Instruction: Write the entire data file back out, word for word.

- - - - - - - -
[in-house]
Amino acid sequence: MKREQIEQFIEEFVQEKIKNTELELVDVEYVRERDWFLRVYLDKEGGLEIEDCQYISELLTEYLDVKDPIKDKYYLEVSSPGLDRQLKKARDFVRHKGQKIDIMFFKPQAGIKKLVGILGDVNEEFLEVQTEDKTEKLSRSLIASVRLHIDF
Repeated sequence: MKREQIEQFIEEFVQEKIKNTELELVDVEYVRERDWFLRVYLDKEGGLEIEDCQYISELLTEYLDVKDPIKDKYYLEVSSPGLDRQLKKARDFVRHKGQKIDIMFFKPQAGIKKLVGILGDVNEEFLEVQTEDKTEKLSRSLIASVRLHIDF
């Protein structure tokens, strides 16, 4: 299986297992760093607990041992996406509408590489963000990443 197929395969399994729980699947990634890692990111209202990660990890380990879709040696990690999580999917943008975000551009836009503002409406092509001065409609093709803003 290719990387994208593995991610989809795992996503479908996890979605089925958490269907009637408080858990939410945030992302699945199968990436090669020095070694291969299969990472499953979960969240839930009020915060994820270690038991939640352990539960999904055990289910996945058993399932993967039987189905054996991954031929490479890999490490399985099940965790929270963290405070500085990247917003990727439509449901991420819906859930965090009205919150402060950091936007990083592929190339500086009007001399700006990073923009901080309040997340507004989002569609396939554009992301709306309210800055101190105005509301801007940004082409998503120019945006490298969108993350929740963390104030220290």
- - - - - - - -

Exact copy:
[in-house]
Amino acid sequence: MKREQIEQFIEEFVQEKIKNTELELVDVEYVRERDWFLRVYLDKEGGLEIEDCQYISELLTEYLDVKDPIKDKYYLEVSSPGLDRQLKKARDFVRHKGQKIDIMFFKPQAGIKKLVGILGDVNEEFLEVQTEDKTEKLSRSLIASVRLHIDF
Repeated sequence: MKREQIEQFIEEFVQEKIKNTELELVDVEYVRERDWFLRVYLDKEGGLEIEDCQYISELLTEYLDVKDPIKDKYYLEVSSPGLDRQLKKARDFVRHKGQKIDIMFFKPQAGIKKLVGILGDVNEEFLEVQTEDKTEKLSRSLIASVRLHIDF
């Protein structure tokens, strides 16, 4: 299986297992760093607990041992996406509408590489963000990443 197929395969399994729980699947990634890692990111209202990660990890380990879709040696990690999580999917943008975000551009836009503002409406092509001065409609093709803003 290719990387994208593995991610989809795992996503479908996890979605089925958490269907009637408080858990939410945030992302699945199968990436090669020095070694291969299969990472499953979960969240839930009020915060994820270690038991939640352990539960999904055990289910996945058993399932993967039987189905054996991954031929490479890999490490399985099940965790929270963290405070500085990247917003990727439509449901991420819906859930965090009205919150402060950091936007990083592929190339500086009007001399700006990073923009901080309040997340507004989002569609396939554009992301709306309210800055101190105005509301801007940004082409998503120019945006490298969108993350929740963390104030220290």